Music Therapy Success Stories: Procedural Support for an Adult with Brain Injury
The use of music during a procedure can reduce the tactile neurons to help the patient experience less pain. Here’s a little bit about how and why it works.
Sitting up in bed, her eyes were locked on mine as she mouthed the words, “West Virginia, Mountain Mama”. The music therapist stood bedside as the nursing staff completed the medical procedure. Using the music to offer support, and encouragement as the patient endured the difficult procedure, the music therapist continued, “Take me home, country roads”.
Pain is defined as “a unpleasant sensory and emotional experience associated with actual or potential tissues damage” (Whitehead-Pleaux, Baryza, & Sheridan, 2006). The perception of pain is measured by pain sensitivity and how well the patient copes with the pain.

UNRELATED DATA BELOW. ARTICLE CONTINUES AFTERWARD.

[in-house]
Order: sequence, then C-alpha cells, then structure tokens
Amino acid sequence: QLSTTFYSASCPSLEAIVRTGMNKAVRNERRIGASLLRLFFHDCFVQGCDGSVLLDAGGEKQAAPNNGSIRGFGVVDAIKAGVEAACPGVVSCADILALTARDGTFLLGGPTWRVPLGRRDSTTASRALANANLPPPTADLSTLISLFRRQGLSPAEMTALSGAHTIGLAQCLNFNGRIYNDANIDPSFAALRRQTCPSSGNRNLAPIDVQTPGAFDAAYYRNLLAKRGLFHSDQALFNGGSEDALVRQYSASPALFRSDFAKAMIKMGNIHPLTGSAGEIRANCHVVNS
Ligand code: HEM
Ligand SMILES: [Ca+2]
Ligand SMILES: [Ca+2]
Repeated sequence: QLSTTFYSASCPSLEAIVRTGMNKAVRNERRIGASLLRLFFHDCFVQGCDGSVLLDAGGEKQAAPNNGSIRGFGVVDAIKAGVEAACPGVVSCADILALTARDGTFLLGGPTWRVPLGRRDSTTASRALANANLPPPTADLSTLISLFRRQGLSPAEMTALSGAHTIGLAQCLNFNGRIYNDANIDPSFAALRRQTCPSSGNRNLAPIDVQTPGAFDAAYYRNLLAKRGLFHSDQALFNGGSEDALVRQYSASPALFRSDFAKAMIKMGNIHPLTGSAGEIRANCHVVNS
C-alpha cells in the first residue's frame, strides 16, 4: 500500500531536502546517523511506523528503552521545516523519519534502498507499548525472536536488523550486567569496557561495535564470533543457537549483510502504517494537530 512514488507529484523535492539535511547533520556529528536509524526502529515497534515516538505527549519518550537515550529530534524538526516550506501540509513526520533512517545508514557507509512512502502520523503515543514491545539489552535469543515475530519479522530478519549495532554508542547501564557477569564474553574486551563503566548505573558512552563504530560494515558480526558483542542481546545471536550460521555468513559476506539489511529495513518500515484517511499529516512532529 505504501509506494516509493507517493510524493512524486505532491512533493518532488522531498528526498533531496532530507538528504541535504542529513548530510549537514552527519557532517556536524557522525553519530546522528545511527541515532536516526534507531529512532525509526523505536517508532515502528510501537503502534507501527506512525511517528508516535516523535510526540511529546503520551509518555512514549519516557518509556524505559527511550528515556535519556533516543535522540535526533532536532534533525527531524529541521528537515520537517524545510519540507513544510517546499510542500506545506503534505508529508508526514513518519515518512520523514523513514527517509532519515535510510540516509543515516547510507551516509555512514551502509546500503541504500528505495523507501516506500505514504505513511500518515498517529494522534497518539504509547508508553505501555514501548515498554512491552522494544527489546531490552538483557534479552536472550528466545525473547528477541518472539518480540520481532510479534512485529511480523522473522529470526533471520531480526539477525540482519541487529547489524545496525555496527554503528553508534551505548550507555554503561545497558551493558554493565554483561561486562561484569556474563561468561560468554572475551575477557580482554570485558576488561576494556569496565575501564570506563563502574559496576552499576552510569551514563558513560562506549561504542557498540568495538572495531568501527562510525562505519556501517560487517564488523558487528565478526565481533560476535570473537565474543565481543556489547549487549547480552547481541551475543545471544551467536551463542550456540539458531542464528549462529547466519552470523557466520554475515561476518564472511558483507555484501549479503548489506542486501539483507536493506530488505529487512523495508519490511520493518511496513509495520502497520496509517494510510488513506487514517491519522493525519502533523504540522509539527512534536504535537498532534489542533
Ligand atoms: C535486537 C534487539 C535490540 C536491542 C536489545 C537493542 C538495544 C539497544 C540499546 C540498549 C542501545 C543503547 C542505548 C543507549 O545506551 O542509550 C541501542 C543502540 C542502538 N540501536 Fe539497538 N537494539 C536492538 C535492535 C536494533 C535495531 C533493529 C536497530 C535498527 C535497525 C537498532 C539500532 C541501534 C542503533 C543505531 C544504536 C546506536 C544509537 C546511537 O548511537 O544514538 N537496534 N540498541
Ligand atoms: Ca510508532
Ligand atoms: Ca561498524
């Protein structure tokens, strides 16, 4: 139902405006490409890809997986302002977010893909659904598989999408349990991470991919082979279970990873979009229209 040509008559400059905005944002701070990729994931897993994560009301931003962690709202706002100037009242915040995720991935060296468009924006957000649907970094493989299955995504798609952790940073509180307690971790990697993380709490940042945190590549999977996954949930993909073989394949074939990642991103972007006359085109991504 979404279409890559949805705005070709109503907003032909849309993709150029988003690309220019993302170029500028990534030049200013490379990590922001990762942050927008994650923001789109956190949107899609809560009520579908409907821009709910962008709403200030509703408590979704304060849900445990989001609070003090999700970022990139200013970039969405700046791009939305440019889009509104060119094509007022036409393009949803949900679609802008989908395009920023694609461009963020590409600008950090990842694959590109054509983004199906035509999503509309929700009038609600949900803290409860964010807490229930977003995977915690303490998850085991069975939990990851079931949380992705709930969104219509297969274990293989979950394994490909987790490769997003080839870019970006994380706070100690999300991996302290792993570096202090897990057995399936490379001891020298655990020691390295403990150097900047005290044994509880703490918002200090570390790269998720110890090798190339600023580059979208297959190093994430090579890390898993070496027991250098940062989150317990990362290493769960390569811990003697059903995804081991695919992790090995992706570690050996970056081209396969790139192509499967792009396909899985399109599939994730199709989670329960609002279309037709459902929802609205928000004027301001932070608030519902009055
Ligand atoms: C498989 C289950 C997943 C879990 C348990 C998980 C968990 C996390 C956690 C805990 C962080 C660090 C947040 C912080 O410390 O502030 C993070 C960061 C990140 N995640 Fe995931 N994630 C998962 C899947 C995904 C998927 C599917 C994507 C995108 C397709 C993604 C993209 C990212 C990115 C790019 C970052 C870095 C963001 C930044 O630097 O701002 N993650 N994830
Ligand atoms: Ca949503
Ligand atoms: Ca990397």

Coping skills that work best to help cope with pain are distraction, relaxation, and positive reinforcement (Whitehead-Pleaux, Baryza, & Sheridan, 2006). According to the gate control theory of pain, “pain can be reduced by stimulation of sensory neurons” (Mendell, 2014).
The use of music during a procedure, such as botox injections, can provide auditory stimulation that can essentially reduce the tactile neurons to help the patient experience less pain. At the end of the procedure, music therapy can help transition a patient from a state of distress to a state of relaxation. (Edwards, 1998).
As the procedure came to an end, the patient eyes gently closed and her breathing became deeper. Although music therapy can not completely remove the patients pain, it can provide structure, comfort, and predictability in an environment that is ever changing.
–Written by Cassie Bringhurst, SCMT, MT-BC